Brooklyn Cherry Company Was Cover for One of NYC’s Biggest Ever Pot Farms

Brooklyn Cherry Company Was Cover for One of NYC’s Biggest Ever Pot Farms

By May Wilkerson 03/02/15

Arthur Mondella shot and killed himself last week after investigators discovered the operation.

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Maraschino cherry magnate Arthur Mondella, who committed suicide last week, had been running one of the largest marijuana farms ever discovered in New York City, the New York Times reports.

The massive grow operation, hidden in the basement of Dell’s Maraschino Cherries Company, reportedly spanned 2,500 square feet and had the capacity to harvest up to 1,200 pot plants.

Mondella, 57, shot and killed himself last Tuesday shortly after investigators discovered the operation. Given the success of the cherry company, the Times says it remains unknown why Mondella would have pursued an illicit source of income, and also why he killed himself so quickly upon its discovery. Officials reportedly suspect possible links to organized crime.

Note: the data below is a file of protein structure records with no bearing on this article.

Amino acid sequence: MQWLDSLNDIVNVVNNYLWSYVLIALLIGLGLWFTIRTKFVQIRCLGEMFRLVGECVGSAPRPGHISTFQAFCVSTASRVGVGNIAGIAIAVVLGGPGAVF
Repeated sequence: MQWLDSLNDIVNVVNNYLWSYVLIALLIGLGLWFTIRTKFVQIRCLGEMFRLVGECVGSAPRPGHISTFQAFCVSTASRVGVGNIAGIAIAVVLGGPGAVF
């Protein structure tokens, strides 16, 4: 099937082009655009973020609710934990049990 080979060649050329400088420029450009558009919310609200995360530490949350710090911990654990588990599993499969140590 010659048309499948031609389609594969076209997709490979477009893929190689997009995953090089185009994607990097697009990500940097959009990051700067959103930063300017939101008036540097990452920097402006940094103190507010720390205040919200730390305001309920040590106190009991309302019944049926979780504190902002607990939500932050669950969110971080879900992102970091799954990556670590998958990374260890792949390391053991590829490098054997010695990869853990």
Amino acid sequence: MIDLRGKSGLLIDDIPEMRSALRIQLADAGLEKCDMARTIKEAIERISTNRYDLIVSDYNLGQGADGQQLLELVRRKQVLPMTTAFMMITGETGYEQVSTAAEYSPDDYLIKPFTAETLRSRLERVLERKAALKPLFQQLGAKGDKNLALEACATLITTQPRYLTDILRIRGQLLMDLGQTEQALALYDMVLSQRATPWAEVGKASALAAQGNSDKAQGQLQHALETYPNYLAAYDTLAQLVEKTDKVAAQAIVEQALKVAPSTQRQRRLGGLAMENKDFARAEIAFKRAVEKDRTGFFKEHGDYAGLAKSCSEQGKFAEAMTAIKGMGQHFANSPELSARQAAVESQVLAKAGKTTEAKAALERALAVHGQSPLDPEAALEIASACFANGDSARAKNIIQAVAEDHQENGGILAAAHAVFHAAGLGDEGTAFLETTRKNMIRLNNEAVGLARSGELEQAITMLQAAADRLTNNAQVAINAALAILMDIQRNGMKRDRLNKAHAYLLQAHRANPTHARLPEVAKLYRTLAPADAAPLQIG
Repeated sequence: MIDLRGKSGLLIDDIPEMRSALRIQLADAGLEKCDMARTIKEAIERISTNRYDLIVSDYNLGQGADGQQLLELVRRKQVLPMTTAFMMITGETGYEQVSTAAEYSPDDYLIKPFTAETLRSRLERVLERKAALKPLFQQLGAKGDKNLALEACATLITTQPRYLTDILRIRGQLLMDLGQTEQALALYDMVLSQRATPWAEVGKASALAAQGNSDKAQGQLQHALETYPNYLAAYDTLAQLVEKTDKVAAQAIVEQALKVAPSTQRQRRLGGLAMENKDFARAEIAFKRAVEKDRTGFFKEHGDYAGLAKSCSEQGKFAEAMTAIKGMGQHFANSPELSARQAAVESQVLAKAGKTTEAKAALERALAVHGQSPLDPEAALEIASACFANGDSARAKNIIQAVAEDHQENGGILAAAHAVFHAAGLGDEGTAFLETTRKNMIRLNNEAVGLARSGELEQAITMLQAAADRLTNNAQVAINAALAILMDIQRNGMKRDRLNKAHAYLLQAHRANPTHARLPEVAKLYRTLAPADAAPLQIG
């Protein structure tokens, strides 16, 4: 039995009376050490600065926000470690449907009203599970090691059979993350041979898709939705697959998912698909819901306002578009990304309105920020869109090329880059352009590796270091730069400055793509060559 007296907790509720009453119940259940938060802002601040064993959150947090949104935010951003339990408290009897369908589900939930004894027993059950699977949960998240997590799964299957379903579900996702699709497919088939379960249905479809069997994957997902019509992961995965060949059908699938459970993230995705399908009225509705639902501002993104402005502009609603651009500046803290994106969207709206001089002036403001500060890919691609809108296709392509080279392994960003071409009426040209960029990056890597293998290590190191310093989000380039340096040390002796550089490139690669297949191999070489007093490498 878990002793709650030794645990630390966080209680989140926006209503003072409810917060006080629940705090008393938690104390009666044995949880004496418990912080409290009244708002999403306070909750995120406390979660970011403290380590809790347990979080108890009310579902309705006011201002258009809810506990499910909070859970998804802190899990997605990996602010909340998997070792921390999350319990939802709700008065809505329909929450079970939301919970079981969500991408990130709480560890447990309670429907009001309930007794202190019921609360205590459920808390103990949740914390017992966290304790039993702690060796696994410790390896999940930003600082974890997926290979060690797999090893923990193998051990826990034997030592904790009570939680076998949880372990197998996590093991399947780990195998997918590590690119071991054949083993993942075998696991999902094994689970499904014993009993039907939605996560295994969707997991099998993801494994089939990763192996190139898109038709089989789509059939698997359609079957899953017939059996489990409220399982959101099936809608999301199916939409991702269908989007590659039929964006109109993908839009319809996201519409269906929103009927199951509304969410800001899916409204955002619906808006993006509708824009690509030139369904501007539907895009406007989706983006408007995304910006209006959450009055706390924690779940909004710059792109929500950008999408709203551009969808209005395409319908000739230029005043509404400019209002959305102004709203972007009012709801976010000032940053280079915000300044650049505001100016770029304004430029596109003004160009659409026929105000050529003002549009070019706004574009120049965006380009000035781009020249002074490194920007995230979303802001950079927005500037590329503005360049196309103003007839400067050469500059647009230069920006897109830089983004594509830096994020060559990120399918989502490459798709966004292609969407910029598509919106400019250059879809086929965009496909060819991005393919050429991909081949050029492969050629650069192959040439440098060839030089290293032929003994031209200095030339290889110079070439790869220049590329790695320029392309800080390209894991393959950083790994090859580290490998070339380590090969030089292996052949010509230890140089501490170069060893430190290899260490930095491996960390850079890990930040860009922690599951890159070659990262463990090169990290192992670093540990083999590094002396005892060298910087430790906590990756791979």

It seems Mondella must have had some help running the operation, which investigators say is the largest they had ever seen in New York. It included 120 grow lamps, about 60 strains of marijuana seeds, an irrigation system and a library of books on horticulture. Officials also found about $125,000 in cash.

"The way you have to set that up, there's got to be plumbers and electricians working off the books who are very sophisticated, and it wasn't Arthur Mondella, as far as we know, that had that kind of skills," said an anonymous law enforcement official involved in the investigation.

Investigators are still looking in to whether other employees in the cherry business were involved with the grow operation, which was concealed behind a secret entrance. The anonymous official said the cherry factory provided a “very convenient” cover for the operation, since it required a huge amount of electricity. Also, the strong smell of cherries masked the scent of marijuana.

"The business was not doing poorly; the business was doing very well," the Mondella family's lawyer, Michael Farkas, told the Times. "We were unaware of any major problems in Arthur's life. Somebody knows—but we're all waiting for answers here."

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May Wilkerson is a writer, comic and Managing Editor @someecards. Co-host of the podcast Crazy; In Bed w/ @alyssalimp. She is also the top Google result for "insufferable lunatic." Follow this insufferable lunatic on Twitter.

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